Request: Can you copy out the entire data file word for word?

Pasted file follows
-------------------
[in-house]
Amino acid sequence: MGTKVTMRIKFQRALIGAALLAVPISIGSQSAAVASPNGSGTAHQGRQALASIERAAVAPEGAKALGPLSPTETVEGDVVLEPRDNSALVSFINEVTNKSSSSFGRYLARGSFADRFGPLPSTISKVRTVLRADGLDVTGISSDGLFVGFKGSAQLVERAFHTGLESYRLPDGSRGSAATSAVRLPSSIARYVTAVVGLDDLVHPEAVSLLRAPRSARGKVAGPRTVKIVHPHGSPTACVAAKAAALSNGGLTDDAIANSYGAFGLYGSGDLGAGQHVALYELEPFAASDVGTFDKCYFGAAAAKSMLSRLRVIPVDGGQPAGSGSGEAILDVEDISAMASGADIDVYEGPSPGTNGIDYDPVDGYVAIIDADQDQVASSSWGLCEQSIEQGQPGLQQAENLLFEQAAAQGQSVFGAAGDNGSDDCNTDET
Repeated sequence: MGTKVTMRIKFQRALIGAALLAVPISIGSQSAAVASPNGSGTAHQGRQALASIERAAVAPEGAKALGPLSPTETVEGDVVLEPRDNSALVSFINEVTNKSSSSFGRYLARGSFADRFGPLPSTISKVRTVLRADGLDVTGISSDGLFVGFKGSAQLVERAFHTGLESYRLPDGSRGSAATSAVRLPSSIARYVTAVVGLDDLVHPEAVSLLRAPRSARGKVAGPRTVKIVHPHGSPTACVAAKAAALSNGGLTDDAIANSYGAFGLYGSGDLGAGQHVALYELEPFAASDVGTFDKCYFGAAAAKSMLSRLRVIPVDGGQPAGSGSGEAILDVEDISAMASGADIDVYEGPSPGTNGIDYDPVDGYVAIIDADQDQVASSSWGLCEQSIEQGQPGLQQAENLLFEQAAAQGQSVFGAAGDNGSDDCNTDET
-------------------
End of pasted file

[in-house]
Amino acid sequence: MGTKVTMRIKFQRALIGAALLAVPISIGSQSAAVASPNGSGTAHQGRQALASIERAAVAPEGAKALGPLSPTETVEGDVVLEPRDNSALVSFINEVTNKSSSSFGRYLARGSFADRFGPLPSTISKVRTVLRADGLDVTGISSDGLFVGFKGSAQLVERAFHTGLESYRLPDGSRGSAATSAVRLPSSIARYVTAVVGLDDLVHPEAVSLLRAPRSARGKVAGPRTVKIVHPHGSPTACVAAKAAALSNGGLTDDAIANSYGAFGLYGSGDLGAGQHVALYELEPFAASDVGTFDKCYFGAAAAKSMLSRLRVIPVDGGQPAGSGSGEAILDVEDISAMASGADIDVYEGPSPGTNGIDYDPVDGYVAIIDADQDQVASSSWGLCEQSIEQGQPGLQQAENLLFEQAAAQGQSVFGAAGDNGSDDCNTDET
Repeated sequence: MGTKVTMRIKFQRALIGAALLAVPISIGSQSAAVASPNGSGTAHQGRQALASIERAAVAPEGAKALGPLSPTETVEGDVVLEPRDNSALVSFINEVTNKSSSSFGRYLARGSFADRFGPLPSTISKVRTVLRADGLDVTGISSDGLFVGFKGSAQLVERAFHTGLESYRLPDGSRGSAATSAVRLPSSIARYVTAVVGLDDLVHPEAVSLLRAPRSARGKVAGPRTVKIVHPHGSPTACVAAKAAALSNGGLTDDAIANSYGAFGLYGSGDLGAGQHVALYELEPFAASDVGTFDKCYFGAAAAKSMLSRLRVIPVDGGQPAGSGSGEAILDVEDISAMASGADIDVYEGPSPGTNGIDYDPVDGYVAIIDADQDQVASSSWGLCEQSIEQGQPGLQQAENLLFEQAAAQGQSVFGAAGDNGSDDCNTDET